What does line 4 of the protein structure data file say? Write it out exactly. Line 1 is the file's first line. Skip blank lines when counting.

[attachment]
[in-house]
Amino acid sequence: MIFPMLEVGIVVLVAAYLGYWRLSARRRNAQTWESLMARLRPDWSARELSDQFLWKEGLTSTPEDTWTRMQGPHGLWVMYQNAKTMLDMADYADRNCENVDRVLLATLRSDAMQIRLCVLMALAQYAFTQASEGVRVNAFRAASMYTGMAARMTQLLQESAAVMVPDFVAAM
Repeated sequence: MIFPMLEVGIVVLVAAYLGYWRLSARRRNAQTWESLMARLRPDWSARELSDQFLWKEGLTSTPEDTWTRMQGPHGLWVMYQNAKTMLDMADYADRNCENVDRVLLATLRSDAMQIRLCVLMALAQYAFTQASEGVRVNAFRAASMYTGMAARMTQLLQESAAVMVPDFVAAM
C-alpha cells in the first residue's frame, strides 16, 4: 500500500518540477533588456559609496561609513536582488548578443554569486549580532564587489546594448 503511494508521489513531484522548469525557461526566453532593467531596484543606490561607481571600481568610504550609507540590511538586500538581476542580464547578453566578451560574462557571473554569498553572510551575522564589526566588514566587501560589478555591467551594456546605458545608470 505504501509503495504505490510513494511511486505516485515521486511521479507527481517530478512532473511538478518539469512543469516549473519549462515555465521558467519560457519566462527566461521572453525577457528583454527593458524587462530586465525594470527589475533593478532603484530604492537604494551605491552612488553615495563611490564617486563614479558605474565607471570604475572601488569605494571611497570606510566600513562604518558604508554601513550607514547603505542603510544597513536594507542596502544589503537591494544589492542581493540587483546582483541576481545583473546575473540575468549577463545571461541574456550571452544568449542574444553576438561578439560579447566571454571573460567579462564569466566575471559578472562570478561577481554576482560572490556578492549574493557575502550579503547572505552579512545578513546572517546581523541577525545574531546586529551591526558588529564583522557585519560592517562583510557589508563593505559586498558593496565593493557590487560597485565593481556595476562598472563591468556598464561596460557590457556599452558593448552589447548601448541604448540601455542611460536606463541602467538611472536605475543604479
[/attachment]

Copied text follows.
C-alpha cells in the first residue's frame, strides 16, 4: 500500500518540477533588456559609496561609513536582488548578443554569486549580532564587489546594448 503511494508521489513531484522548469525557461526566453532593467531596484543606490561607481571600481568610504550609507540590511538586500538581476542580464547578453566578451560574462557571473554569498553572510551575522564589526566588514566587501560589478555591467551594456546605458545608470 505504501509503495504505490510513494511511486505516485515521486511521479507527481517530478512532473511538478518539469512543469516549473519549462515555465521558467519560457519566462527566461521572453525577457528583454527593458524587462530586465525594470527589475533593478532603484530604492537604494551605491552612488553615495563611490564617486563614479558605474565607471570604475572601488569605494571611497570606510566600513562604518558604508554601513550607514547603505542603510544597513536594507542596502544589503537591494544589492542581493540587483546582483541576481545583473546575473540575468549577463545571461541574456550571452544568449542574444553576438561578439560579447566571454571573460567579462564569466566575471559578472562570478561577481554576482560572490556578492549574493557575502550579503547572505552579512545578513546572517546581523541577525545574531546586529551591526558588529564583522557585519560592517562583510557589508563593505559586498558593496565593493557590487560597485565593481556595476562598472563591468556598464561596460557590457556599452558593448552589447548601448541604448540601455542611460536606463541602467538611472536605475543604479